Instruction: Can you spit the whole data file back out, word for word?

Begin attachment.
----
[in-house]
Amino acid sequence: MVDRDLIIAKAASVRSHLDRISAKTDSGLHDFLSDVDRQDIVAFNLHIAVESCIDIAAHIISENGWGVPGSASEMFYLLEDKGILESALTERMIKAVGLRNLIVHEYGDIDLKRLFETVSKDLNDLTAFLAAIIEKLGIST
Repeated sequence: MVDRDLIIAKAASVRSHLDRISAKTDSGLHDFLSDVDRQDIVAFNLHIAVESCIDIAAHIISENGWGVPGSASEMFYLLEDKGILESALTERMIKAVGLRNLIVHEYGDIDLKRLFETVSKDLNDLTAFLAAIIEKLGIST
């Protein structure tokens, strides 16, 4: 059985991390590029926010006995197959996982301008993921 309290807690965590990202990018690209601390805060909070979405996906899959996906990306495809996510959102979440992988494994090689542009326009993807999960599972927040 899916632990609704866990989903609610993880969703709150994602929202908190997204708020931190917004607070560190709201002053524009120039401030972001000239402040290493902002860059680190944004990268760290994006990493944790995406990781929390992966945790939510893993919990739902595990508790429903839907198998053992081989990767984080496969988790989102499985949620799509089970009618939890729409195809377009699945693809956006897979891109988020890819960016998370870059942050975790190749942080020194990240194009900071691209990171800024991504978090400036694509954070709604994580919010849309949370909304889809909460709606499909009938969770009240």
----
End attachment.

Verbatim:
[in-house]
Amino acid sequence: MVDRDLIIAKAASVRSHLDRISAKTDSGLHDFLSDVDRQDIVAFNLHIAVESCIDIAAHIISENGWGVPGSASEMFYLLEDKGILESALTERMIKAVGLRNLIVHEYGDIDLKRLFETVSKDLNDLTAFLAAIIEKLGIST
Repeated sequence: MVDRDLIIAKAASVRSHLDRISAKTDSGLHDFLSDVDRQDIVAFNLHIAVESCIDIAAHIISENGWGVPGSASEMFYLLEDKGILESALTERMIKAVGLRNLIVHEYGDIDLKRLFETVSKDLNDLTAFLAAIIEKLGIST
């Protein structure tokens, strides 16, 4: 059985991390590029926010006995197959996982301008993921 309290807690965590990202990018690209601390805060909070979405996906899959996906990306495809996510959102979440992988494994090689542009326009993807999960599972927040 899916632990609704866990989903609610993880969703709150994602929202908190997204708020931190917004607070560190709201002053524009120039401030972001000239402040290493902002860059680190944004990268760290994006990493944790995406990781929390992966945790939510893993919990739902595990508790429903839907198998053992081989990767984080496969988790989102499985949620799509089970009618939890729409195809377009699945693809956006897979891109988020890819960016998370870059942050975790190749942080020194990240194009900071691209990171800024991504978090400036694509954070709604994580919010849309949370909304889809909460709606499909009938969770009240």